If you’ve never gotten to see Canterbury Cathedral, pop into Radiant Light before May 18 to see six magnificently restored Romanesque windows from this historic site, installed appropriately in the Romanesque Gallery near the entrance of The Cloisters.
It’s the first time any of stained glass windows from Canterbury have left home, so it’s a unique chance to gaze upon brilliant, beautiful works designed and made in 1178-1180 and think about the fact that these were seen by Chaucer and millions of pilgrims who trekked to this site over the centuries. Maybe during your trip to the wilds of Fort Tryon Park in northern Manhattan, you’ll act out your own CanterburyTales adventure.
The Cloisters got the chance to display these medieval masterworks after a brief run at The Getty while the walls of the Canterbury Cathedral were being restored. Lucky us.
The backstory: After King Henry had Thomas Becket killed at Canterbury in 1170, word spread of miracles in 1171, the fastest canonization in history followed in 1173, and pilgrims began flocking to Becket’s former home. A fire in 1174 triggered Canterbury’s rebuilding and redesign, including the plan for an unprecedented series of 86 stained-glass windows to emphasize the connection of priests (versus kings) to Christ.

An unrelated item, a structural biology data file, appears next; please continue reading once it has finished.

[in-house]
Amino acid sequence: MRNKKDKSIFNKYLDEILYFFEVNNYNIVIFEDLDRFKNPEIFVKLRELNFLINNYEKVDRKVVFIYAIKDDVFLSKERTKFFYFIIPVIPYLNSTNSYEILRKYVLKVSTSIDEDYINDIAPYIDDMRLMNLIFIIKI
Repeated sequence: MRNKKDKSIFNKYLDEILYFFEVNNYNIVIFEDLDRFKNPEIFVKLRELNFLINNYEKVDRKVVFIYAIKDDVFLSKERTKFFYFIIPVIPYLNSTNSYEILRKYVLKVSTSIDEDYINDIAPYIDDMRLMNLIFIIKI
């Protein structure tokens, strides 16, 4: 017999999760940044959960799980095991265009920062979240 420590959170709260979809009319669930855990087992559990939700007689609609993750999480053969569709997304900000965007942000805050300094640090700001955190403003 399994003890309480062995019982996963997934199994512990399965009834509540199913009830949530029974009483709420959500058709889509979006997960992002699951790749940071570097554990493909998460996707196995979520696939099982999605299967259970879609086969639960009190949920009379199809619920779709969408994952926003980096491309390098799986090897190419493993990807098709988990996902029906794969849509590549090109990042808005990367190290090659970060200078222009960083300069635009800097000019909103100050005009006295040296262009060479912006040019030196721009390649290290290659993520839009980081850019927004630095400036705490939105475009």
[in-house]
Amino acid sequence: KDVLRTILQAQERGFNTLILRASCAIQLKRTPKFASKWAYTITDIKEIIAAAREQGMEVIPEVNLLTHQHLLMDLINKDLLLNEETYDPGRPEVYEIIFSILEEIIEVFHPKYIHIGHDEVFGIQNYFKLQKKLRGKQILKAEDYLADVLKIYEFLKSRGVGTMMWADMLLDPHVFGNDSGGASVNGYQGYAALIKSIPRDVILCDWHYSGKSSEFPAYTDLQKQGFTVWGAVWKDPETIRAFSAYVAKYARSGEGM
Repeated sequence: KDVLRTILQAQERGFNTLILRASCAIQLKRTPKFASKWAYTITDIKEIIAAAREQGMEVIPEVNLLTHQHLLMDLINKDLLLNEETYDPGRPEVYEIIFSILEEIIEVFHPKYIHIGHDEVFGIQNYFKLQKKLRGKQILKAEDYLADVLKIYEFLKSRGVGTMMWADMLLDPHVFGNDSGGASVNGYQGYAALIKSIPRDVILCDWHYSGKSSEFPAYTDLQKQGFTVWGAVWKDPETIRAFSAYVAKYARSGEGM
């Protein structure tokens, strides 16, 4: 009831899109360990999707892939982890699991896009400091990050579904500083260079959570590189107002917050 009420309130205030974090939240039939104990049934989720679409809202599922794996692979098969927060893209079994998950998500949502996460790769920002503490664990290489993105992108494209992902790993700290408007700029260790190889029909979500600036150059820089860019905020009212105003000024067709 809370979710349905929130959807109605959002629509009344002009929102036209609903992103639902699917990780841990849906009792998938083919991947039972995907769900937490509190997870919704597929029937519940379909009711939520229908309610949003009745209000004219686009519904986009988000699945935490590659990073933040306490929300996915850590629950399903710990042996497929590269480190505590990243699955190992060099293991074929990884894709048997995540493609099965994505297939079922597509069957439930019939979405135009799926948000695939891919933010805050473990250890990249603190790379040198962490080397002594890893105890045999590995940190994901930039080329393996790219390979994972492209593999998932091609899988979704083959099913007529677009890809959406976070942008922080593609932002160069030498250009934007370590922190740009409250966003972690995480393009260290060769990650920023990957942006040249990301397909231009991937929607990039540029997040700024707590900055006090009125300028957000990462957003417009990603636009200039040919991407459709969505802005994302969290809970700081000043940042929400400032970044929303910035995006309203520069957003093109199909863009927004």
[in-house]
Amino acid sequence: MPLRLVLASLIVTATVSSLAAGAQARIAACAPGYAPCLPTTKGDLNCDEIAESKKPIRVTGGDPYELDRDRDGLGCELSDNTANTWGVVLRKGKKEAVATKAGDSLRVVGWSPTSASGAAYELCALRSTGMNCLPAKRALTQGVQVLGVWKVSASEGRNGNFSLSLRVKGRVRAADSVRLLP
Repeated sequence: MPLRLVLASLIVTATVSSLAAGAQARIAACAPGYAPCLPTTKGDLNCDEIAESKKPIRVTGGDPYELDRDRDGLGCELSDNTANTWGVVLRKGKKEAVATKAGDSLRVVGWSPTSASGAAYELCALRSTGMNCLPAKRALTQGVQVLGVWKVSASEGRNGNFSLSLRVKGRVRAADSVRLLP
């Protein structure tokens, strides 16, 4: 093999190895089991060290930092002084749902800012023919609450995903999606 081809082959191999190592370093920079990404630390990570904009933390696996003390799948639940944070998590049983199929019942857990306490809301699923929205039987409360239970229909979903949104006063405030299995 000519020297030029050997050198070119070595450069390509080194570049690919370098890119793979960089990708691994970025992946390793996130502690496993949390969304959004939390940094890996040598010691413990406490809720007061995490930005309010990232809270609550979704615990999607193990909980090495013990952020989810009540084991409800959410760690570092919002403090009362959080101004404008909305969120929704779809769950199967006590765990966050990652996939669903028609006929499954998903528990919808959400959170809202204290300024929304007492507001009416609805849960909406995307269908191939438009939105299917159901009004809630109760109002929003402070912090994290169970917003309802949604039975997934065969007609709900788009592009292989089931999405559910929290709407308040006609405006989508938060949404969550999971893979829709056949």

At the Cloisters, you will see six of the 46 surviving choir windows depicting the Biblical ancestors of Christ, as chronicled in the Book of Luke.
The patriarchs that you’ll meet uptown are Jared, a fifth-generation descendant of Adam; Lamech, the son of Methuselah and father of Noah, who lived during those sinful pre-Flood times; Noah, who appears to be talking to God; Phalec, who lived five or six generations after Noah; Thara, Abraham’s father who hailed from the ancient city of Ur; and Abraham himself.
Several full-body portraits are reunited for the first time in 200 years with their original stained-glass borders, which mimic those of contemporaneous manuscript illuminations. Phalech’s portrait has a little less detail than the others, and the curators speculate that the artisans may have had to rush a bit to finish this monster-sized commission on time for the Archbishop back in 1180.
Spoiler alert: The faces of Thara and Abraham are 20th-century copies.
How were these painted? How were these images made? The Cloisters points us the four-minute video below, created by London’s Victoria and Albert Museum to show how medieval artists created their magic.
For other views of The Cloisters, see our Flickr album.